Home' Trinidad and Tobago Guardian : August 18th 2013 Contents A38
Sunday Guardian www.guardian.co.tt August 18, 2013
SEOUL---North Korea s announcement that it is
mass producing a home-grown smartphone has
been met with skepticism in the tech industry in
South Korea and abroad.
The North s state media showed leader Kim Jong
Un inspecting Arirang phones at a Pyongyang factory.
The Korean Central News Agency s August 10 report
said the factory began manufacturing smartphones
"a few days ago" and they were already in high
North Korea has promoted the development of
science and technology as a means of improving its
moribund economy. It says it developed a tablet
computer last year and has its own Red Star operating
But access to the global Internet is severely restricted
and mobile phones used on the state-authorised net-
work cannot make overseas calls. The North s Intranet
gives access to government sanctioned sites and
works with its own browsers, search engine and email
programmes, according to South Korea s Unification
Factory workers in photos released by the state
news agency are inspecting and testing finished
phones but no manufacturing is shown, said tech
expert Martyn Williams on the northkoreatech.org
"Despite KCNA s reporting that the handsets are
made at the factory, they are probably made to order
by a Chinese manufacturer," said Williams, who
writes for PC World and other publications.
South Korean computer experts say North Korea
is strong enough in software technology to have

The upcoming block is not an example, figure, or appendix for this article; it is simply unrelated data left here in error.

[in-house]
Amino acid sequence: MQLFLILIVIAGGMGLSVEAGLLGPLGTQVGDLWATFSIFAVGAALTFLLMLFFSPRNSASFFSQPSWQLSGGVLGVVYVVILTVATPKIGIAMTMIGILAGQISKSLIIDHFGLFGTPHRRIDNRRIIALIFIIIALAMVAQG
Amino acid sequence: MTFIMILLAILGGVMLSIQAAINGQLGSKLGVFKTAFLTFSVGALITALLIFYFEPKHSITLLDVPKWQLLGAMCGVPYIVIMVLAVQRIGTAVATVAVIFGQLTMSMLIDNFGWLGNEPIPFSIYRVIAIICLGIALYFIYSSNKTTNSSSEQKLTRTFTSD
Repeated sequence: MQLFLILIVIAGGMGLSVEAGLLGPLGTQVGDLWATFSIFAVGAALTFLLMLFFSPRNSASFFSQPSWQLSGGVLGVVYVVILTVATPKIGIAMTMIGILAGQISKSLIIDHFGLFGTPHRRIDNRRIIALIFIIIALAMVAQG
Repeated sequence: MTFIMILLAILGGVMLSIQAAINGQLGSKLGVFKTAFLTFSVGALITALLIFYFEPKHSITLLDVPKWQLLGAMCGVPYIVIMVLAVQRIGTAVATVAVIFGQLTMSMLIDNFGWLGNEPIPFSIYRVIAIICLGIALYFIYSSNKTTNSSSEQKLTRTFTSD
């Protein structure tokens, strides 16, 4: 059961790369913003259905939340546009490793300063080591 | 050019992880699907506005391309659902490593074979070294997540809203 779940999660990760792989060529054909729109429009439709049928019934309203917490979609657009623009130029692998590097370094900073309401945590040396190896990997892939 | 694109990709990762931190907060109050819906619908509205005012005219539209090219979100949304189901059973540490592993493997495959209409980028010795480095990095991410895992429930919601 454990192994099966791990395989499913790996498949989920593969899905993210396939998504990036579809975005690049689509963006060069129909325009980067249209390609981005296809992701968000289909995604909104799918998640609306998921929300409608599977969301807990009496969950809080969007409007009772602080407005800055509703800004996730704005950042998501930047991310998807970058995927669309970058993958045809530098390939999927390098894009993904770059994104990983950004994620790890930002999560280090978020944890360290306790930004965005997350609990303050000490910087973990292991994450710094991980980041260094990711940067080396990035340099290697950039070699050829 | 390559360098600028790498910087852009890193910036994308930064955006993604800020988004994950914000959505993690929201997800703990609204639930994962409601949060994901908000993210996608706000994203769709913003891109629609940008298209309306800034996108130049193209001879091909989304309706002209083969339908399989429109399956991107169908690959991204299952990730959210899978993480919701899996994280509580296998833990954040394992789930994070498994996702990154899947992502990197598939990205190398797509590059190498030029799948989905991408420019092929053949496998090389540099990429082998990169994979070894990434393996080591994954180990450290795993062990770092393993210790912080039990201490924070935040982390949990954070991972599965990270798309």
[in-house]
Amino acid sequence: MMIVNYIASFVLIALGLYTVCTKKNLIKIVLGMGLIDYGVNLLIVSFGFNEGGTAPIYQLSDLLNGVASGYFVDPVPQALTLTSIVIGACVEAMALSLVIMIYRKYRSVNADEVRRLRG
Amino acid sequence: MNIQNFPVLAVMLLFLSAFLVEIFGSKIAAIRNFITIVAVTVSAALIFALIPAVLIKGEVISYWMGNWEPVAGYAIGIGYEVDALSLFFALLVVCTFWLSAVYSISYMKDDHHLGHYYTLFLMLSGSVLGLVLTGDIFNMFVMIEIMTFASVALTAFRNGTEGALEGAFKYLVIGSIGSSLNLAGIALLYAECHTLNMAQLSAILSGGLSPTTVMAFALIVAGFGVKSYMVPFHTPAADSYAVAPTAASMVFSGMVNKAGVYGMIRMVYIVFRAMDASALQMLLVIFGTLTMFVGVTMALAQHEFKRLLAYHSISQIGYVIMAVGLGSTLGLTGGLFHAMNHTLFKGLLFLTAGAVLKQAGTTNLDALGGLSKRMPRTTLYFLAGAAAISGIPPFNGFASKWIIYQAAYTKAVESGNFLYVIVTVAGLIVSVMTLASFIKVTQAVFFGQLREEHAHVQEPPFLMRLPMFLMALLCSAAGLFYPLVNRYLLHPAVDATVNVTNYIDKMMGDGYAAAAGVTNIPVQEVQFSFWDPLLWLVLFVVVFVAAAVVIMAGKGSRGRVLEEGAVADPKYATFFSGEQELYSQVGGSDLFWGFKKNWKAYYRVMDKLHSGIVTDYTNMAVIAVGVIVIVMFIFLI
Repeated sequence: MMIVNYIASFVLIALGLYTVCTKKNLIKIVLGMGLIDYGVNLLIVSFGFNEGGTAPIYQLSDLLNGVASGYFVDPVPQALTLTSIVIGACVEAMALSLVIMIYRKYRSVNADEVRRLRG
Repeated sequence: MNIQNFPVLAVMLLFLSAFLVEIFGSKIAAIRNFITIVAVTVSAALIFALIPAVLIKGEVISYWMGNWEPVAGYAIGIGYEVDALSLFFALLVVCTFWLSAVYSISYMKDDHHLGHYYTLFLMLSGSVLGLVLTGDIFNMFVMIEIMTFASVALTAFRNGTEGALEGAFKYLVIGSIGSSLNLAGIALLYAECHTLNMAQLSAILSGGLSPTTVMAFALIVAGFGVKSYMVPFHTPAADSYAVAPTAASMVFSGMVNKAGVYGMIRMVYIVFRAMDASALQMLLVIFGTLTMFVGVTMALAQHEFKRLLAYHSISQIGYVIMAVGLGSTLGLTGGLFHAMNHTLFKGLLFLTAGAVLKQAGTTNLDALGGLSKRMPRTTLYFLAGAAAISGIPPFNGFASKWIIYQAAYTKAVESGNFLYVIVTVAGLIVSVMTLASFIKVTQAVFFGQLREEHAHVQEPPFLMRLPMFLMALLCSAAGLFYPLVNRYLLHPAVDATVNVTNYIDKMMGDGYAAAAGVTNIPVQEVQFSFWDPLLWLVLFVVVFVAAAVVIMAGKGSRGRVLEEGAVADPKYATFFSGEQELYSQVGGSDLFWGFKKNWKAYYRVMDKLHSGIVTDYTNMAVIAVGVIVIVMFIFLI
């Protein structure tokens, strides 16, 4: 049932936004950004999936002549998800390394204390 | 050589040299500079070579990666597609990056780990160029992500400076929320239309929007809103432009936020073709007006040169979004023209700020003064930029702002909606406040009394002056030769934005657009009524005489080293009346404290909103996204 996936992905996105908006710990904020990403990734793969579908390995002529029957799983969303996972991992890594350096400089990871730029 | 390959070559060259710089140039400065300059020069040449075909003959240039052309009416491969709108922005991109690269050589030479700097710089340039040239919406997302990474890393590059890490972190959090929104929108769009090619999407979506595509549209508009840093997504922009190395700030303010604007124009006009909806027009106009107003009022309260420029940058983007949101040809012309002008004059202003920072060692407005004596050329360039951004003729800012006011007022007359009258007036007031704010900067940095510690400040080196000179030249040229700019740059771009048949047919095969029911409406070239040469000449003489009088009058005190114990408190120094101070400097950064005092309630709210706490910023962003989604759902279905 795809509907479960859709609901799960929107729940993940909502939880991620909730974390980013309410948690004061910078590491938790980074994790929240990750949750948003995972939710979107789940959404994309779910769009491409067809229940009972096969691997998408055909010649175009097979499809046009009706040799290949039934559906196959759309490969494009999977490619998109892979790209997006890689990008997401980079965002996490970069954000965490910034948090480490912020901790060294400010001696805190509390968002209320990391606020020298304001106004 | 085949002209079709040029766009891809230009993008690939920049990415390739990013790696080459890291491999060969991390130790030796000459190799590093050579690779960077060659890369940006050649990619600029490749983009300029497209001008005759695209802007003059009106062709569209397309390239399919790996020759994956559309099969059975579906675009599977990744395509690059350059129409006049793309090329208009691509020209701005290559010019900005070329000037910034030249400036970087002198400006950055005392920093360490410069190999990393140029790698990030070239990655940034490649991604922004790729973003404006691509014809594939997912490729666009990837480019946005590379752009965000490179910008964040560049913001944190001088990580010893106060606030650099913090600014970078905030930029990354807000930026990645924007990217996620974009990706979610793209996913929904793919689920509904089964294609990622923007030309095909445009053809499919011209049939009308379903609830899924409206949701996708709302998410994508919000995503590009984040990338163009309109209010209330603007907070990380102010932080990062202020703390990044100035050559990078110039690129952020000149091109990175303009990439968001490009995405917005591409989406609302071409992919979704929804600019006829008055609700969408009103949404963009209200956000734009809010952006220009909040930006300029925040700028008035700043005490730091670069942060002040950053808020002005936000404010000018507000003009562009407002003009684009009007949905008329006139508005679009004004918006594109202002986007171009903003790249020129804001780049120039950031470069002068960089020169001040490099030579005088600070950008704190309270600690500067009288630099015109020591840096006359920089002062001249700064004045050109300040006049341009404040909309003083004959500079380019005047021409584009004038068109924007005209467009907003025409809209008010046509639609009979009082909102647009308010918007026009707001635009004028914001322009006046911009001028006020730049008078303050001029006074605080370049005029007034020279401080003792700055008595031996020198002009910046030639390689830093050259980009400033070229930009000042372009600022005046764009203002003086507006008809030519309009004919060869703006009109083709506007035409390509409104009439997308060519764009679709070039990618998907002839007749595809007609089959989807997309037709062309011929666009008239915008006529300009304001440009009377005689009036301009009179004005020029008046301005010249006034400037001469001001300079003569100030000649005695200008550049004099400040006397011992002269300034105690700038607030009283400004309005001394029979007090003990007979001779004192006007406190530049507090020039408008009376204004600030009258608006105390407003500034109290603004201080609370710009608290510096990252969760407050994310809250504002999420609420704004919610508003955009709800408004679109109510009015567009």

launched cyberattacks that disrupted banking and
government Web sites in the South but it lags in
hardware capabilities behind South Korea.
The 1950-53 Korean War ended in a truce and the
Korean Peninsula remains technically at war. Since
then, the South has prospered and produced giant
corporations such as Samsung Electronics Co, which
is the world s biggest maker of smartphones, computer
memory chips and displays. The North s economy
has languished under socialist central planning though
the capital Pyongyang is an oasis of relative afflu-
North Korea has shown a persistent interest in
computer technology since the early 1980s so it is
conceivable that a country, which has launched long-
range missiles and tested nuclear weapons has also
developed a smartphone, said Kang Ho Jye, a research
fellow at Ewha Institute of Unification Studies.
But it might face difficulties in securing the nec-
essary components for mass production.
"If people believe it is impossible for North Korea
to make smartphones because it lags in technology,
that s not right," he said "If people believe it is impos-
sible because they are wondering how North Korea
supplied components, then that makes sense."
North Korea said the Arirang phone features "Kore-
an style" apps and can be used for "communications
and learning." It sports a high-resolution camera and
a touch screen.
Kim Mun-gu, a manager at a South Korean mobile
phone company, said the Arirang smartphone appears
to be using the Android operating system.
He said the photos aren t convincing as proof the
North is manufacturing the phones.
"It looks too clean for a factory. If it s a factory,
there should be components. There seemed to be
machines but I can t tell whether they are operating
or not," he said.
The May 11 Factory where North Korea says it is
producing smartphones has been promoted as the
country s hub for research, development and pro-
duction of high-tech electronics. Kim s previous visit
to the factory was in July 2011 to see what state media
called an automated production system for LCD tel-
evisions---an announcement also doubted abroad.
Kim, who became leader after his father Kim Jong
Il s death in late 2011, said making phones based on
home-grown technology "can instill national pride
and self-respect into the Korean people," according
to KCNA. (AP)
This undated photo released by the Korean Central News Agency (KCNA) and
distributed by the Korea News Service, shows North Korean Arirang smartphone.
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